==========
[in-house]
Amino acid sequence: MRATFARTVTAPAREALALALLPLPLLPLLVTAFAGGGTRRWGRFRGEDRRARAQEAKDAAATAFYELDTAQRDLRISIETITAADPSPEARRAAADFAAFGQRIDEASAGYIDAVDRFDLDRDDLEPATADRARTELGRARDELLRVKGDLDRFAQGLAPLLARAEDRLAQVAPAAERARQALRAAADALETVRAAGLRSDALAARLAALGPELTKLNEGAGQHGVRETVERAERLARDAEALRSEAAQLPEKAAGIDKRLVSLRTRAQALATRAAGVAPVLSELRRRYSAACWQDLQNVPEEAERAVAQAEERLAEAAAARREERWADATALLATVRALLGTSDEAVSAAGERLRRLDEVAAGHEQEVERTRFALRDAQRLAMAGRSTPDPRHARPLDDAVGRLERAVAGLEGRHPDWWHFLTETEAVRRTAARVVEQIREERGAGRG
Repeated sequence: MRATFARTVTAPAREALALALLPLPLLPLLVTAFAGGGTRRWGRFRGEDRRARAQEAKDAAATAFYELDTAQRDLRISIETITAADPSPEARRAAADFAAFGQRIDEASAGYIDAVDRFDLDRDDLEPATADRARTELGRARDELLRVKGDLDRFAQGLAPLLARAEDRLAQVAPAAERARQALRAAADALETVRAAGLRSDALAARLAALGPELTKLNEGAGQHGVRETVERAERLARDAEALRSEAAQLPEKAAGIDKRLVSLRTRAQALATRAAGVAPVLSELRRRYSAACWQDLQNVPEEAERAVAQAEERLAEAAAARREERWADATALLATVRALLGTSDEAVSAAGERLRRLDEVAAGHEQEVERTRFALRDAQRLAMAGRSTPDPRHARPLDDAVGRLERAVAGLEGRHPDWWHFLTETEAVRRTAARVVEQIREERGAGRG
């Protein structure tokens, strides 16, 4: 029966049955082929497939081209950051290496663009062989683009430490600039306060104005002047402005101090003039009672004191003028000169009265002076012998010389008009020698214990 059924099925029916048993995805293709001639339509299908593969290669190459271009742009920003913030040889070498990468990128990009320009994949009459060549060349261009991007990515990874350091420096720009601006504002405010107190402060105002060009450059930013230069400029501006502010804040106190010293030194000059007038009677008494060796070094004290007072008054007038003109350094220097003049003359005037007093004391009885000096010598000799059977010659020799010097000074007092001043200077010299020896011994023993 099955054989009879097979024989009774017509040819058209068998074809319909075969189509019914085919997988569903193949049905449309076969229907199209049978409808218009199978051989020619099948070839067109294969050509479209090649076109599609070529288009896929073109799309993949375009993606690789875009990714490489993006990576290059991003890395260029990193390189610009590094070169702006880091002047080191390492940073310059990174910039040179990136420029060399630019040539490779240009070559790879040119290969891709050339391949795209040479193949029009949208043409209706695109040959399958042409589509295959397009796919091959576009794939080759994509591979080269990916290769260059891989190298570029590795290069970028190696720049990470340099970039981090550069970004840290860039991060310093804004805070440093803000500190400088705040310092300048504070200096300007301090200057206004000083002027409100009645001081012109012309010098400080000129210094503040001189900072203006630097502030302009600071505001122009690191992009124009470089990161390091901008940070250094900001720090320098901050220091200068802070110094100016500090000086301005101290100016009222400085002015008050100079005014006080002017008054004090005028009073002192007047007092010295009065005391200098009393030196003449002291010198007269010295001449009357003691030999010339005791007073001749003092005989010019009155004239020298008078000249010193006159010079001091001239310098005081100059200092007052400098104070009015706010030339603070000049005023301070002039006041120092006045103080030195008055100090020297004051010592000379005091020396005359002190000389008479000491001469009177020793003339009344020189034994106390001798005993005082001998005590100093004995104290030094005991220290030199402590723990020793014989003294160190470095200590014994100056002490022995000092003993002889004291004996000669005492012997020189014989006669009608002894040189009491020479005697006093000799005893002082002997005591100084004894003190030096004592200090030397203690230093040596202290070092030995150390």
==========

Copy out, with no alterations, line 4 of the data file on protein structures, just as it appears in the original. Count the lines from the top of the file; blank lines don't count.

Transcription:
């Protein structure tokens, strides 16, 4: 029966049955082929497939081209950051290496663009062989683009430490600039306060104005002047402005101090003039009672004191003028000169009265002076012998010389008009020698214990 059924099925029916048993995805293709001639339509299908593969290669190459271009742009920003913030040889070498990468990128990009320009994949009459060549060349261009991007990515990874350091420096720009601006504002405010107190402060105002060009450059930013230069400029501006502010804040106190010293030194000059007038009677008494060796070094004290007072008054007038003109350094220097003049003359005037007093004391009885000096010598000799059977010659020799010097000074007092001043200077010299020896011994023993 099955054989009879097979024989009774017509040819058209068998074809319909075969189509019914085919997988569903193949049905449309076969229907199209049978409808218009199978051989020619099948070839067109294969050509479209090649076109599609070529288009896929073109799309993949375009993606690789875009990714490489993006990576290059991003890395260029990193390189610009590094070169702006880091002047080191390492940073310059990174910039040179990136420029060399630019040539490779240009070559790879040119290969891709050339391949795209040479193949029009949208043409209706695109040959399958042409589509295959397009796919091959576009794939080759994509591979080269990916290769260059891989190298570029590795290069970028190696720049990470340099970039981090550069970004840290860039991060310093804004805070440093803000500190400088705040310092300048504070200096300007301090200057206004000083002027409100009645001081012109012309010098400080000129210094503040001189900072203006630097502030302009600071505001122009690191992009124009470089990161390091901008940070250094900001720090320098901050220091200068802070110094100016500090000086301005101290100016009222400085002015008050100079005014006080002017008054004090005028009073002192007047007092010295009065005391200098009393030196003449002291010198007269010295001449009357003691030999010339005791007073001749003092005989010019009155004239020298008078000249010193006159010079001091001239310098005081100059200092007052400098104070009015706010030339603070000049005023301070002039006041120092006045103080030195008055100090020297004051010592000379005091020396005359002190000389008479000491001469009177020793003339009344020189034994106390001798005993005082001998005590100093004995104290030094005991220290030199402590723990020793014989003294160190470095200590014994100056002490022995000092003993002889004291004996000669005492012997020189014989006669009608002894040189009491020479005697006093000799005893002082002997005591100084004894003190030096004592200090030397203690230093040596202290070092030995150390």